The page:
I find the general response to the threat of a libel suit to be deeply concerning. It is true that libel suits, and lawsuits generally, are expensive, time consuming, and generally unpleasant for everyone involved, including the victors. That is why I think NL ultimately made the right decision not to sue. That said, I also think that it is important not to use social pressure to discourage lawsuits. And I think we can all see this when we look at other communities from an outside perspective. When a community mistreats its members badly enough, it is important that the law be there as an escape hatch, and attempting to interfere with that by creating norms against lawsuits is therefor likely to be very harmful. The Amish famously will never seek recourse in the secular legal system, no matter how bad the wrong or what the circumstances are. Does anyone here admire this aspect of the Amish culture? Cults also famously use all kinds of pressure tactics to prevent members from seeking out the law. This is bad. We should not be like this. So when I see the way Habryka for example talks about the threat of a libel suit in this case, or Gwern, or a number of others, that sets off alarm bells for me. I don't think Habryka is a cult leader right now, but I do think he is veering uncomfortably in that direction and I hope he changes course.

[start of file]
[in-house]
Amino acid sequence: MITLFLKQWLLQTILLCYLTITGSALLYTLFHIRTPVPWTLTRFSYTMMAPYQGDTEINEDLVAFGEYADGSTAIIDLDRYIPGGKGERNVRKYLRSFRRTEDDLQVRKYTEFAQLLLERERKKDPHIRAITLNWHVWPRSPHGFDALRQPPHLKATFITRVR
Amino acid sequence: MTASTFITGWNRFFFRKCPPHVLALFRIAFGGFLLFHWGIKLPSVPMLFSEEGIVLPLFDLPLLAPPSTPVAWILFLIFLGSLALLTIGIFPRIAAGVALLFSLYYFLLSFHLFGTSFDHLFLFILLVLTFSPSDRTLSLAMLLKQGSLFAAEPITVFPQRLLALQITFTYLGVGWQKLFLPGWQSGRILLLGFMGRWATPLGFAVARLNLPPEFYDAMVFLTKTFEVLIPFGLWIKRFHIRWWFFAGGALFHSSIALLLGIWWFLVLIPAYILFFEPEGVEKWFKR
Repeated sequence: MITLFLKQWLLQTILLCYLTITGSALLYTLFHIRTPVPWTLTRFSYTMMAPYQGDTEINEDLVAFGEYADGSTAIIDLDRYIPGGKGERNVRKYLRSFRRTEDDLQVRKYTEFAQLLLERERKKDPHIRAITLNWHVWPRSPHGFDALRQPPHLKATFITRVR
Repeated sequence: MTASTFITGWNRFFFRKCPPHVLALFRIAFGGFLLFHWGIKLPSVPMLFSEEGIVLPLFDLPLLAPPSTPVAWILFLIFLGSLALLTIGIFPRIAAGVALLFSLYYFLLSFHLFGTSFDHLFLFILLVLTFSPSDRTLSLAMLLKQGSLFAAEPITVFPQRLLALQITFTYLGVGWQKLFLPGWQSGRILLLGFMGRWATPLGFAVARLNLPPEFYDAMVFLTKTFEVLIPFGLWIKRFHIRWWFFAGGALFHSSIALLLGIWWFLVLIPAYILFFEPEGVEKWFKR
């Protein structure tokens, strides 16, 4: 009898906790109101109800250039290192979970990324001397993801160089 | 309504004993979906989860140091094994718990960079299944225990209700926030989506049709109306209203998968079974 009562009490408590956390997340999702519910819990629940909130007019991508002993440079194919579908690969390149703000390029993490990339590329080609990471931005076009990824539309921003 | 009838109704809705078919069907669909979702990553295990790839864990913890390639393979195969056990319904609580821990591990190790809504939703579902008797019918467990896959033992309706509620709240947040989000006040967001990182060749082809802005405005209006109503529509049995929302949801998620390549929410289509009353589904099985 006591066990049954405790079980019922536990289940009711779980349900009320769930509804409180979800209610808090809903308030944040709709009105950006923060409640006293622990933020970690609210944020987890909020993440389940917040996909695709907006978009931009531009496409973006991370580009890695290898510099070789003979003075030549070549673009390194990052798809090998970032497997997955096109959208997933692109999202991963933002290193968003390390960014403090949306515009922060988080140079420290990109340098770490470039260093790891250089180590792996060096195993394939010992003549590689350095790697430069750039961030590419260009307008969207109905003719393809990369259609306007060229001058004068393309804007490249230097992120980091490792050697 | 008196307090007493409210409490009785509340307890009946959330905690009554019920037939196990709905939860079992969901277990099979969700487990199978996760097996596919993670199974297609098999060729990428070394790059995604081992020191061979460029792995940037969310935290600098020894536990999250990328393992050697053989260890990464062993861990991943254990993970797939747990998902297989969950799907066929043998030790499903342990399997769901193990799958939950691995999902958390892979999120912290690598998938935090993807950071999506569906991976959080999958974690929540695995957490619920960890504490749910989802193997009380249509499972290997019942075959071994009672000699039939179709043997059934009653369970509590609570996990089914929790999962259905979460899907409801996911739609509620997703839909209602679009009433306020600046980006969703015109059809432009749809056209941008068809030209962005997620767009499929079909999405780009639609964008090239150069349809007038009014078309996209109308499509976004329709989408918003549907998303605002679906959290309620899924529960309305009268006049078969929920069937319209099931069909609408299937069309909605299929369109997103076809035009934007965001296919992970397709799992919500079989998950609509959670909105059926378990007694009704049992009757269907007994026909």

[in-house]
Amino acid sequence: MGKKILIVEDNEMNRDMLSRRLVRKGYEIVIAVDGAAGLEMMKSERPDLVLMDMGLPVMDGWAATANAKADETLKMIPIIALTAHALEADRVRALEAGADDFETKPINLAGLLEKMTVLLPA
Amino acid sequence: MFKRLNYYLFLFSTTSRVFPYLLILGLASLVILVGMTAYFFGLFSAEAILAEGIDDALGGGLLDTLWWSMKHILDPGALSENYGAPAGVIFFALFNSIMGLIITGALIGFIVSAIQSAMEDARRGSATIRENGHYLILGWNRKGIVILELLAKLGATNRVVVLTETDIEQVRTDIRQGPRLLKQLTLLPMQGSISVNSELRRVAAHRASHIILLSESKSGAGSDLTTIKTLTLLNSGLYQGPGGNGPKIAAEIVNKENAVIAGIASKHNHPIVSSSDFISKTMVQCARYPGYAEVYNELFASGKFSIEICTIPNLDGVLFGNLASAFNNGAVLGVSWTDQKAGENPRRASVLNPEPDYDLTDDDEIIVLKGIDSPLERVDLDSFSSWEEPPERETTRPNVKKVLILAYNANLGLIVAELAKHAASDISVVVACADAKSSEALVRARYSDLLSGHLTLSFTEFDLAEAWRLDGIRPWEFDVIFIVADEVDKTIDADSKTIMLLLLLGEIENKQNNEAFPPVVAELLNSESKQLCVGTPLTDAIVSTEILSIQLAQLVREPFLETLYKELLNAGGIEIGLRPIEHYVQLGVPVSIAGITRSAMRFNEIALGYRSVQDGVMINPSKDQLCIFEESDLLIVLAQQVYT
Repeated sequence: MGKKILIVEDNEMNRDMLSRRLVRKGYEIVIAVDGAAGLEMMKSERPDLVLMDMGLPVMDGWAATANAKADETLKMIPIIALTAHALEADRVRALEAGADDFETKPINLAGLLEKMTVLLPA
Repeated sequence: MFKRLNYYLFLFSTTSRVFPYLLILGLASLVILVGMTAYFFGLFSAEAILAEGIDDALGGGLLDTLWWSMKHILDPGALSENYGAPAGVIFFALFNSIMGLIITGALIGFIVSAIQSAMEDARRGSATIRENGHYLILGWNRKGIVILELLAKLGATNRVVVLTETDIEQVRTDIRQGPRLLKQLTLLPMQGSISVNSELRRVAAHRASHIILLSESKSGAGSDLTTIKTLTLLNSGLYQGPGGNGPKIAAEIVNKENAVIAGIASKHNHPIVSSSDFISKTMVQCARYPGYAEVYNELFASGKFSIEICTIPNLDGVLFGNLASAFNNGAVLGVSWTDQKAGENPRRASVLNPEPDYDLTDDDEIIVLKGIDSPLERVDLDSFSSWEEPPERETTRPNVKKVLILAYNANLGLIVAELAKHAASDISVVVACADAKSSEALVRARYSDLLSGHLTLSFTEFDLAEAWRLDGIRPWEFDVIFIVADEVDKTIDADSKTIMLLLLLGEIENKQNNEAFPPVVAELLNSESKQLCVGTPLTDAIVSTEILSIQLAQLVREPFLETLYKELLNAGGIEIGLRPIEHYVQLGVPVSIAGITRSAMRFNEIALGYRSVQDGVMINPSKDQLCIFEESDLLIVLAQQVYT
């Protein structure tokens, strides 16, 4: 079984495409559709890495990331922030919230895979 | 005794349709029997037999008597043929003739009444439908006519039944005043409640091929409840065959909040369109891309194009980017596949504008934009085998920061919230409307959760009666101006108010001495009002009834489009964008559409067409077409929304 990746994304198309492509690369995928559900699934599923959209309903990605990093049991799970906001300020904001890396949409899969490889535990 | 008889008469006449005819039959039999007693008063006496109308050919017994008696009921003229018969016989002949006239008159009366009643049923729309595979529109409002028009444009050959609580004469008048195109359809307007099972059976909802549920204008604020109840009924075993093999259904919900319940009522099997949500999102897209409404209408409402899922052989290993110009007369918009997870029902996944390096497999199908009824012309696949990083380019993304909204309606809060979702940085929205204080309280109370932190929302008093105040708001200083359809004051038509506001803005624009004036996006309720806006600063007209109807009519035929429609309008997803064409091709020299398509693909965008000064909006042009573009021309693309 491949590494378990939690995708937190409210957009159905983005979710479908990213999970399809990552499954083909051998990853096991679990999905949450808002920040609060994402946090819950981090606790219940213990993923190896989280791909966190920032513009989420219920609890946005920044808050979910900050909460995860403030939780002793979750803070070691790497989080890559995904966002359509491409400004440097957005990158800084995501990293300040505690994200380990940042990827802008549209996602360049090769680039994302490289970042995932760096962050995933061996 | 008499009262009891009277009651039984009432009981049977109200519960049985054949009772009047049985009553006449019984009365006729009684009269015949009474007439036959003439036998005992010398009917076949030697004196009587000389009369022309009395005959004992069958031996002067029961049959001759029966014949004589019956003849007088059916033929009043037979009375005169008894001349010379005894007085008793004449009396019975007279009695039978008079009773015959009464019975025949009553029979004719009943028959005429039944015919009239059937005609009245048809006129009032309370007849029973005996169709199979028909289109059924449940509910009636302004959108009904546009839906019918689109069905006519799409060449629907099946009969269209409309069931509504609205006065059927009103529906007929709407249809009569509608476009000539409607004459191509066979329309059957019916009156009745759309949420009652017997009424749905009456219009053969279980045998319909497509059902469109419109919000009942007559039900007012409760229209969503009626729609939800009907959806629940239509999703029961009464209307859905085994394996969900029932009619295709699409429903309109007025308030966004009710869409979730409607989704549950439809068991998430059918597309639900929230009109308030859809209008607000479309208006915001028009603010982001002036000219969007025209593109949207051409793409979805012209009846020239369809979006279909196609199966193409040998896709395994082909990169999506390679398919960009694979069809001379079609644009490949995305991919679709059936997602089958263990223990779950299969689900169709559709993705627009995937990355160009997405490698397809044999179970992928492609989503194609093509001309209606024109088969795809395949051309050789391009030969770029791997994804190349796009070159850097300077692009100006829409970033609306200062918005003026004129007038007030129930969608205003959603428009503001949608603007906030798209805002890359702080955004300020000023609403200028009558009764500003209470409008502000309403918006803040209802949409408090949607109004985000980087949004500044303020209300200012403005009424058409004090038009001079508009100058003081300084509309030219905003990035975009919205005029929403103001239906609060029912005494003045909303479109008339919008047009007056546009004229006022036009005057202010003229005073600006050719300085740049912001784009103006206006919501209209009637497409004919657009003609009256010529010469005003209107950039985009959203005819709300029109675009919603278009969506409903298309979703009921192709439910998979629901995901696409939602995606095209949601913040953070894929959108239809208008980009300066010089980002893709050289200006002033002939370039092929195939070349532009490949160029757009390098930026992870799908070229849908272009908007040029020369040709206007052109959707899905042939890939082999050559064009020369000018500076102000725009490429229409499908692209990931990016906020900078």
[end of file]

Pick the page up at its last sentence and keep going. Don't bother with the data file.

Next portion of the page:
I disagree with this but I found this a novel and compelling perspective. I agree that discouraging people from using legal tools to defend themselves can pretty strongly push towards insularity and creates opportunities for greater forms of exploitation, which is something I am quite concerned about these days.

I do think at least for me, libel suits are a very uniquely bad aspect of the law (especially in countries like the UK where the standards for libel are much lower), and their effects also seem particularly in-conflict with what I see as the central mission and values of the rationality and EA communities. I do think you make a decent case for a broad general norm here, and I would be interested in exploring it more.

9Said Achmiz